These book are examples of dystopian literature, but what is a dystopia, or utopia? Dystopia is defined as

a world in which everything is imperfect and everything goes terribly wrong. Dystopian literature shows us a nightmarish image about what might happen in the near future. Usually the main themes of dystopian works are rebellion, oppression, revolutions, wars, overpopulation and disasters. On the other hand, utopia is a perfect world exactly opposite to dystopia (Literary Devices)

The idea of society gone wrong seem to have its dark allure on us. It is a recurring theme in books and films. The classics titles Farenheit 451, 1984 (Orwell) and A Brave New World are all listed in ShortLists’s “The 20 best dystopian novels”, but there are other titles, just as well known, and very topical today, such as Margret Atwood’s The Handmaid’s Tale , listed with Huxley’s A Brave New World in the Encyclopedia Britannica as “10 Devastating Dystopias“.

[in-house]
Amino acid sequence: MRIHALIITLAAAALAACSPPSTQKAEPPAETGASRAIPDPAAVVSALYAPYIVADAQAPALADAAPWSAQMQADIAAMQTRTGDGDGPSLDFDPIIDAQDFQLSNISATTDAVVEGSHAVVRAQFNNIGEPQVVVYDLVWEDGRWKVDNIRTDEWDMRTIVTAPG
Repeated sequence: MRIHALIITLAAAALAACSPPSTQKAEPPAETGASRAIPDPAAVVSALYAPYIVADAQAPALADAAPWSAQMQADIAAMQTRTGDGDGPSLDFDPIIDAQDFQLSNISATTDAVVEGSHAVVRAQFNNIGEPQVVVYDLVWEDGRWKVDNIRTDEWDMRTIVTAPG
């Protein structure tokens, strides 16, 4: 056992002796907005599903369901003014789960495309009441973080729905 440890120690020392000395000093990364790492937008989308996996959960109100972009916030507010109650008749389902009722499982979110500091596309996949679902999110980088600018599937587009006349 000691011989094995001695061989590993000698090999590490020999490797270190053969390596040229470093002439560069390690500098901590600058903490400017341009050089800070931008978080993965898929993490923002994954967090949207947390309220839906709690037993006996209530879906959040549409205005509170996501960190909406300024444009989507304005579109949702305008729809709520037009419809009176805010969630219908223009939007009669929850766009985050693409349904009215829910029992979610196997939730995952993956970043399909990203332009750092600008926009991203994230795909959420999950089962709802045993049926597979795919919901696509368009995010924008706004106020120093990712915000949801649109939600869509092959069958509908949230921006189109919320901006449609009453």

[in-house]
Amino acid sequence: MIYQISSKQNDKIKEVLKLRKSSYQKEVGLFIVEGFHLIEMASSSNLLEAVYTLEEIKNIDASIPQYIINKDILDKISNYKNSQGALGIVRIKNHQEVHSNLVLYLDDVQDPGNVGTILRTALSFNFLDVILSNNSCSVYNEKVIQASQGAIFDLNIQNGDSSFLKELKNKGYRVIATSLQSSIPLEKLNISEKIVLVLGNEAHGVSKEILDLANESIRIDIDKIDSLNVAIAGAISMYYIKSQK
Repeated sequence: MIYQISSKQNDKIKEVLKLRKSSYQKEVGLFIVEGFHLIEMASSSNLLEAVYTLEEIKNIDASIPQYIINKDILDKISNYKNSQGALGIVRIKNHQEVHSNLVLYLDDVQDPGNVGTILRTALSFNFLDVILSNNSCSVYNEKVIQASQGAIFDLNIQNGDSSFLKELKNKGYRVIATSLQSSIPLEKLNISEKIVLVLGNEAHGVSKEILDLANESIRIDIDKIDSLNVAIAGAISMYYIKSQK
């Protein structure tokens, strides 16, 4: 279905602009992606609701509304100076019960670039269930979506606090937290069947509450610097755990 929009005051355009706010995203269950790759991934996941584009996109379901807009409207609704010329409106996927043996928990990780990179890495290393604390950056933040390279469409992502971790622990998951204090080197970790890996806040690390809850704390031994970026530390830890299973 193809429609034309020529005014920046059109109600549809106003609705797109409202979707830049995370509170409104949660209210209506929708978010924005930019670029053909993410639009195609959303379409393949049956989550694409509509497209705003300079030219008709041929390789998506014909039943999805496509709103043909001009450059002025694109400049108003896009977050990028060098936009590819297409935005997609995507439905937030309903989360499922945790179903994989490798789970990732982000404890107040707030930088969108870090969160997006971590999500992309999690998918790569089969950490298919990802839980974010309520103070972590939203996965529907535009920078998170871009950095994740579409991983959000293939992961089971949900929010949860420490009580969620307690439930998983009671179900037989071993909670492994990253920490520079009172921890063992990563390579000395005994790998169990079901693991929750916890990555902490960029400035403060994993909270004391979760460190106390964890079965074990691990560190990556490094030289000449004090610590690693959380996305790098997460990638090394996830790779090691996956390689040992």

More posts on this theme

Ray Bradbury and Fahrenheit 451

Aldous Huxley and ”A Brave New World”

A Brave New World

George Orwell

George Orwell’s 1984

George Orwell’s 1984

George Orwell‘s 1984 is a dystopian story;

Written in 1948, 1984 was George Orwell’s chilling prophecy about the future. And while 1984 has come and gone, his dystopian vision of a government that will do anything to control the narrative is timelier than ever…

The Party told you to reject the evidence of your eyes and ears. It was their final, most essential command.

Winston Smith toes the Party line, rewriting history to satisfy the demands of the Ministry of Truth. With each lie he writes, Winston grows to hate the Party that seeks power for its own sake and persecutes those who dare to commit thoughtcrimes. But as he starts to think for himself, Winston can’t escape the fact that Big Brother is always watching… (from Google Books)

It is a book which was written by George Orwell shortly after the end of WWII, when the cold war was going on, and has been filmed more than once.